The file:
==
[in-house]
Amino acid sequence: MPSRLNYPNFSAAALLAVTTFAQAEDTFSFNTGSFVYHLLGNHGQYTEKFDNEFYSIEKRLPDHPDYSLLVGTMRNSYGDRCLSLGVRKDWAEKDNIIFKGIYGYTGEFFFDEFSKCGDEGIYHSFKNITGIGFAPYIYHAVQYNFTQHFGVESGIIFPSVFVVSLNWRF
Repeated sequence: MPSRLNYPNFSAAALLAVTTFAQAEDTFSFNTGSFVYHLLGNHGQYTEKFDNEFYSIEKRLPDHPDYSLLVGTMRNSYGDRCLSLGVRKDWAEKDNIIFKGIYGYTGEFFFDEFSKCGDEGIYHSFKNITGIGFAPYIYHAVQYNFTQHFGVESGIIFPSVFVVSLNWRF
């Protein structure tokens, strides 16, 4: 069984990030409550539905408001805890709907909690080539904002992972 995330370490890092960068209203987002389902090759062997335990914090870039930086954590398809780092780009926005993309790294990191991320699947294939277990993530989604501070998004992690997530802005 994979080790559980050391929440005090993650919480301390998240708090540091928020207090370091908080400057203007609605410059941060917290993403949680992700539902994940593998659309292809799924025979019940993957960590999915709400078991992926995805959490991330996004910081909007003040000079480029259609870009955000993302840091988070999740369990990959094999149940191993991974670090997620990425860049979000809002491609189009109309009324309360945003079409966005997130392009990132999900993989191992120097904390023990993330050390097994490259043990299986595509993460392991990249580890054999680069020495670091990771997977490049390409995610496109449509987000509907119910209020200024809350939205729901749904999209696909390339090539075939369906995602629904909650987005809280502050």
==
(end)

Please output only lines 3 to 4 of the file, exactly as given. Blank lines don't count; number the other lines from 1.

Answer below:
Repeated sequence: MPSRLNYPNFSAAALLAVTTFAQAEDTFSFNTGSFVYHLLGNHGQYTEKFDNEFYSIEKRLPDHPDYSLLVGTMRNSYGDRCLSLGVRKDWAEKDNIIFKGIYGYTGEFFFDEFSKCGDEGIYHSFKNITGIGFAPYIYHAVQYNFTQHFGVESGIIFPSVFVVSLNWRF
């Protein structure tokens, strides 16, 4: 069984990030409550539905408001805890709907909690080539904002992972 995330370490890092960068209203987002389902090759062997335990914090870039930086954590398809780092780009926005993309790294990191991320699947294939277990993530989604501070998004992690997530802005 994979080790559980050391929440005090993650919480301390998240708090540091928020207090370091908080400057203007609605410059941060917290993403949680992700539902994940593998659309292809799924025979019940993957960590999915709400078991992926995805959490991330996004910081909007003040000079480029259609870009955000993302840091988070999740369990990959094999149940191993991974670090997620990425860049979000809002491609189009109309009324309360945003079409966005997130392009990132999900993989191992120097904390023990993330050390097994490259043990299986595509993460392991990249580890054999680069020495670091990771997977490049390409995610496109449509987000509907119910209020200024809350939205729901749904999209696909390339090539075939369906995602629904909650987005809280502050």